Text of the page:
• New “Job-Crushing Taxes” Will Hurt Pa. Communities: Tom Wolf’s pledge to add a severance tax on energy producers is irresponsible and does not take into account the downside for most Pennsylvanians and the communities where they live. His potential job-crushing energy tax on shale development would harm Pennsylvania’s economy, cost jobs and shortchange the potential benefits for the long-term success of our state. New and higher energy-tax advocates wrongly assume that capital investments being made by the natural gas industry won’t be impacted by such a tax. … Currently, Pennsylvania — which is one of the highest-taxed and challenging business-climate states — is the only state that imposes an impact tax of 3.1% (based on actual sales into the pipeline delivery system) on the industry. The impact tax has generated more than $630 million over the past three years, overwhelmingly benefiting local communities across the commonwealth. Additionally, more than $2.1 billion in other shale-related taxes have been generated across the commonwealth. It’s no wonder that a top Pennsylvania State Association of Township Supervisors official recently stated that local communities “will lose out immensely” if a new energy tax is enacted. … As energy producers decide to shift capital to more competitive shale plays, it is the local supply-chain companies, typically family-owned small businesses, labor union workforce and communities that are at most risk. (Gas and Oil Magazine, 1/9/15)


  • Clean-Burning Natural Gas the “Fuel of the Future”: “With Pennsylvania now a leading natural gas producer, this project creates opportunities for transit providers and the public to have better access to this fuel for vehicle operations,” said PennDOT Secretary Barry J. Schoch. “This project will help the people of Pennsylvania realize the benefits this resource is delivering.” In 2013, Pennsylvania became the second-largest natural gas producing state. The abundance of low-cost natural gas has driven down electric and natural gas prices about 40 percent since 2008, Kirkpatrick said. After importing 75 percent of its natural gas just five years ago, Pennsylvania has become a net exporter of gas for the first time in more than 100 years. … “PennDOT’s plan to use the abundant natural gas produced in the region as a transportation fuel completes a cycle of economic benefit for the people of Pennsylvania,” he said. “PennDOT Secretary Barry J. Schoch has shown exemplary leadership in seeking a partnership which will reduce fuel costs for the department while generating revenue for future capital projects through natural gas sales.” (The Intelligencer, 1/26/15)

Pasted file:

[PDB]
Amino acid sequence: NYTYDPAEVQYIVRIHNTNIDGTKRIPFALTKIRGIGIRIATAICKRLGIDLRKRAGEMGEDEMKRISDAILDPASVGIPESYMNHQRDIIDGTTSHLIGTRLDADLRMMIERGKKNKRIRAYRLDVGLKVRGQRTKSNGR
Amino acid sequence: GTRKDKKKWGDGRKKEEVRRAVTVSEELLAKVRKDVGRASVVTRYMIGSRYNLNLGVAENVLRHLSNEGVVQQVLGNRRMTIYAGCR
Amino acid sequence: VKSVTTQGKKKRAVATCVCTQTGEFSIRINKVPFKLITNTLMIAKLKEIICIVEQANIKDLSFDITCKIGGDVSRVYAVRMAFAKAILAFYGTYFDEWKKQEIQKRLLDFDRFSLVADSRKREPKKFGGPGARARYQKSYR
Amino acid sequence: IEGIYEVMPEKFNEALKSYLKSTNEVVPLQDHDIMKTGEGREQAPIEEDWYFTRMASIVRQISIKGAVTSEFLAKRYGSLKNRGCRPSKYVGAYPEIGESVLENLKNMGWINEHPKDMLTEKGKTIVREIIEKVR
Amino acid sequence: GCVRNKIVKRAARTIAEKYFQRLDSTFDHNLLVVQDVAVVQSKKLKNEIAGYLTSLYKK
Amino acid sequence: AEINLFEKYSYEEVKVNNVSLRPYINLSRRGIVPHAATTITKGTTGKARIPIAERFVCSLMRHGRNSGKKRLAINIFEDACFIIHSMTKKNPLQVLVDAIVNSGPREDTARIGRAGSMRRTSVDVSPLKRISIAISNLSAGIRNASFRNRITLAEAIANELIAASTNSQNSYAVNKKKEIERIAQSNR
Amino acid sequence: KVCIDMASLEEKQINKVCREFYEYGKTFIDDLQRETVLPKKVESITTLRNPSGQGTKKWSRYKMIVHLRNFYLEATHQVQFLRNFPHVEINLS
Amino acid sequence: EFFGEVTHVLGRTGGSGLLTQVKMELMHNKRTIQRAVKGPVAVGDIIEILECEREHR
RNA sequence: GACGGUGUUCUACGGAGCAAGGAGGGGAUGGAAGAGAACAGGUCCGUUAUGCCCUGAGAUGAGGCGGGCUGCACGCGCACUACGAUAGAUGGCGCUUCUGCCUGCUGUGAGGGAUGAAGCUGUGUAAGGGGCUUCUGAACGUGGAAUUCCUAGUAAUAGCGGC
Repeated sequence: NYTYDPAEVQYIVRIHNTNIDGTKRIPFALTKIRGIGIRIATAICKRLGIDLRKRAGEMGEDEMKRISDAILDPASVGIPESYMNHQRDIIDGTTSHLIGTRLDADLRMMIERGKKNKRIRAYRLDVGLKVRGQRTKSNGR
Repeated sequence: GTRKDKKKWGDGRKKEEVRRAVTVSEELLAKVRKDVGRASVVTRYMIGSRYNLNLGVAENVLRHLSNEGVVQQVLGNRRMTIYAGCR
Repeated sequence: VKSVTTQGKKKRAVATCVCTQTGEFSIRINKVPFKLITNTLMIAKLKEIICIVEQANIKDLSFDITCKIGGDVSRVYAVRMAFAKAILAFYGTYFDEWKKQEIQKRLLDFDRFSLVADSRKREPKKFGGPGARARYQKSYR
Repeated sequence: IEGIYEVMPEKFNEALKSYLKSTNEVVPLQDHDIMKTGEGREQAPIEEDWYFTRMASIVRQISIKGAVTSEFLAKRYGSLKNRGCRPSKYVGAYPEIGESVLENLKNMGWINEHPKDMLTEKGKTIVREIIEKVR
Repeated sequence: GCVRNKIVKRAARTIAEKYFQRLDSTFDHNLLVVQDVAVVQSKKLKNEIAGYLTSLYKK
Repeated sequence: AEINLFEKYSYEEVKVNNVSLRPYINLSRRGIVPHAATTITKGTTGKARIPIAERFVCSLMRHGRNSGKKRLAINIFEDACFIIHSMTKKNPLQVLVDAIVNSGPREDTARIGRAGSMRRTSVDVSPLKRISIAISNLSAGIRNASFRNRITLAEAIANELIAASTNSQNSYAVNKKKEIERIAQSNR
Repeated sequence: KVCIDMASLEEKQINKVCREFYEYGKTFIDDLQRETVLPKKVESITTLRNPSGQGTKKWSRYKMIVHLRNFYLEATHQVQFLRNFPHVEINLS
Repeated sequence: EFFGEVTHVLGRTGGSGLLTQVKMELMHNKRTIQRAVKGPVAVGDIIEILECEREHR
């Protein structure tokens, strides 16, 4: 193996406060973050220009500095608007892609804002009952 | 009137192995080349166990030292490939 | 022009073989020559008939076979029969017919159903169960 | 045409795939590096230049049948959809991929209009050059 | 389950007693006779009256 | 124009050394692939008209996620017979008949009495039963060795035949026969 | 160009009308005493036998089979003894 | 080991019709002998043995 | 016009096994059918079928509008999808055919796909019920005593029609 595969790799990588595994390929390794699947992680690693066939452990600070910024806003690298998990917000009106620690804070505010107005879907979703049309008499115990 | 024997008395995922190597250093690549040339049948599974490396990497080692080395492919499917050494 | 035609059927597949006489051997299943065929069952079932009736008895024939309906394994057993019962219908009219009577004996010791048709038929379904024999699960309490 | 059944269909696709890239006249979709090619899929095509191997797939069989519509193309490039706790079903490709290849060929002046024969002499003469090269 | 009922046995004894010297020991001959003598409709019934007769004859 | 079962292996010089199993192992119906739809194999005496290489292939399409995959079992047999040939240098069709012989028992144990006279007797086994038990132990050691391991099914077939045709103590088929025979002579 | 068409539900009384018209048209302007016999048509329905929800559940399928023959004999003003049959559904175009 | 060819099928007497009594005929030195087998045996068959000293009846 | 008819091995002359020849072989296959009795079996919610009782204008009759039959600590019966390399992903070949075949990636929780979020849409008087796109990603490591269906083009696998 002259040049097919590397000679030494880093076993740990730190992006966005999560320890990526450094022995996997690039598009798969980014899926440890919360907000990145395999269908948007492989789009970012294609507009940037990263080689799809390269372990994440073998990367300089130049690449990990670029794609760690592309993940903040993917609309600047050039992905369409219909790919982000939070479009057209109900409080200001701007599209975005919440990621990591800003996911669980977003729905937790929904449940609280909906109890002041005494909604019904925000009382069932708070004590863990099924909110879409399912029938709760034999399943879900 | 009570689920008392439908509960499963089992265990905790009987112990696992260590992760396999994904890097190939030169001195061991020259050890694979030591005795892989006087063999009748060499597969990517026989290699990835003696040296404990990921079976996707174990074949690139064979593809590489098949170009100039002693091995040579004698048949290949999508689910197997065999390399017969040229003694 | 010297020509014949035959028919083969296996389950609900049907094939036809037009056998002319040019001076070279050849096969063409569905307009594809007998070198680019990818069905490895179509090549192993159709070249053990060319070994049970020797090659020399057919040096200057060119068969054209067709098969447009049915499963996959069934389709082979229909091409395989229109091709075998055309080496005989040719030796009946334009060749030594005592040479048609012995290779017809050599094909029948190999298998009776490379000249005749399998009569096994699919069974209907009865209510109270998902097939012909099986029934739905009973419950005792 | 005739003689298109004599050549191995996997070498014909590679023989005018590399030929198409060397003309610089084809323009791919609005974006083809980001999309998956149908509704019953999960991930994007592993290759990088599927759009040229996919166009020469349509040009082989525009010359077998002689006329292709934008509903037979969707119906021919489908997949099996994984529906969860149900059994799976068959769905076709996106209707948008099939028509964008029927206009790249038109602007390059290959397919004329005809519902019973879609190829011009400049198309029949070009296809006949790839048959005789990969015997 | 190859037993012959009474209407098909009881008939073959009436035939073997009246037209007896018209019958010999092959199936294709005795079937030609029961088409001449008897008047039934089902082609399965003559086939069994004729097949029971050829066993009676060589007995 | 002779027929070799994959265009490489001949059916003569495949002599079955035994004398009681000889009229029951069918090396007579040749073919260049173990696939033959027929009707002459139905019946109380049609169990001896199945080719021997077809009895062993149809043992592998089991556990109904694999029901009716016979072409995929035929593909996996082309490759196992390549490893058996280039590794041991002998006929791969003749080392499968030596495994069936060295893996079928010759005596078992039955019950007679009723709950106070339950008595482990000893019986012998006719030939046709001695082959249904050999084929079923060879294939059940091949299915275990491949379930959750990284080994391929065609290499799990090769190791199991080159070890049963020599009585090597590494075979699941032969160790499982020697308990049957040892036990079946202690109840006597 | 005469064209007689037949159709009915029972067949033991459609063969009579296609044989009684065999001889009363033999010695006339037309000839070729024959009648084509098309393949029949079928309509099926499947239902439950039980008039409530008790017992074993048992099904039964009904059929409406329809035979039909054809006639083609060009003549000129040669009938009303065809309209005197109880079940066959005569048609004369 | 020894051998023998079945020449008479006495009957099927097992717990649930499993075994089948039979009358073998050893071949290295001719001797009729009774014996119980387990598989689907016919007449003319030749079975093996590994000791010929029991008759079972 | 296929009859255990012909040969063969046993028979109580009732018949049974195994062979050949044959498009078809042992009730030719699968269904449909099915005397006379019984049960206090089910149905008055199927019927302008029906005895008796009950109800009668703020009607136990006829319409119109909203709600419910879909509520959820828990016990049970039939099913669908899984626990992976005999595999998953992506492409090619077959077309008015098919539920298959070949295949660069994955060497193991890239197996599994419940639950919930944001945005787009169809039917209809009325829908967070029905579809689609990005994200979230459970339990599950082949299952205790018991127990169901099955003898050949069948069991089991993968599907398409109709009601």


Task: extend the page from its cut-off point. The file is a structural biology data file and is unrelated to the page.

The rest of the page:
• The “Incredible Benefits of Natural Gas”: As more public vehicles make the conversion to compressed natural gas in the county, the need for more fueling stations is growing. A planned CNG fueling station to be constructed at the the Centre Co. Recycling and Refuse Authority got a funding boost Thursday, according to state Rep. Kerry Benninghoff and Sen. Jake Corman.  … “This project will combine public funds with private investment to create an energy asset in our area,” Benninghoff said. Recycling and Refuse Authority Executive Director Ted Onufrak said the authority has one collection vehicle that runs on CNG. Several borough vehicles already use the compressed fuel, and a Centre Region trash and recycling contract will require all vehicles to run on CNG in the near future. … “We’ve seen the incredible benefits of using natural gas,” Benninghoff said, “including cleaner air, lower home heating costs, and now residents will also benefit from lower costs at the pump.” (Centre Daily Times, 1/17/15)
  • “Cleaner, Cheaper” CNG Powers Local Fleets: A new alternative fuel station could be coming to the Lehigh Valley. … If approved, a $1.8 million compressed-natural gas station at 5137 Lower Mud Run Road will refuel both trucks from a local flour mill and passenger vehicles owned by the general public. The move will allow W.W. Transport to convert 30 of its 45 vehicles to natural gas. Natural gas is cheaper and the company expects to save $696,000 annually. The locally-produced fuel is also cleaner, and W.W. Transport could also cut carbon dioxide emissions by as much as 1,270 tons, according to Tony Bandiero, executive director of the Eastern Pa. Alliance for Clean Transportation. (Morning Call, 1/20/15)

Are you a shale advocate? Visit UnitedShaleAdvocates.com to learn more about supporting safe, job-creating shale development.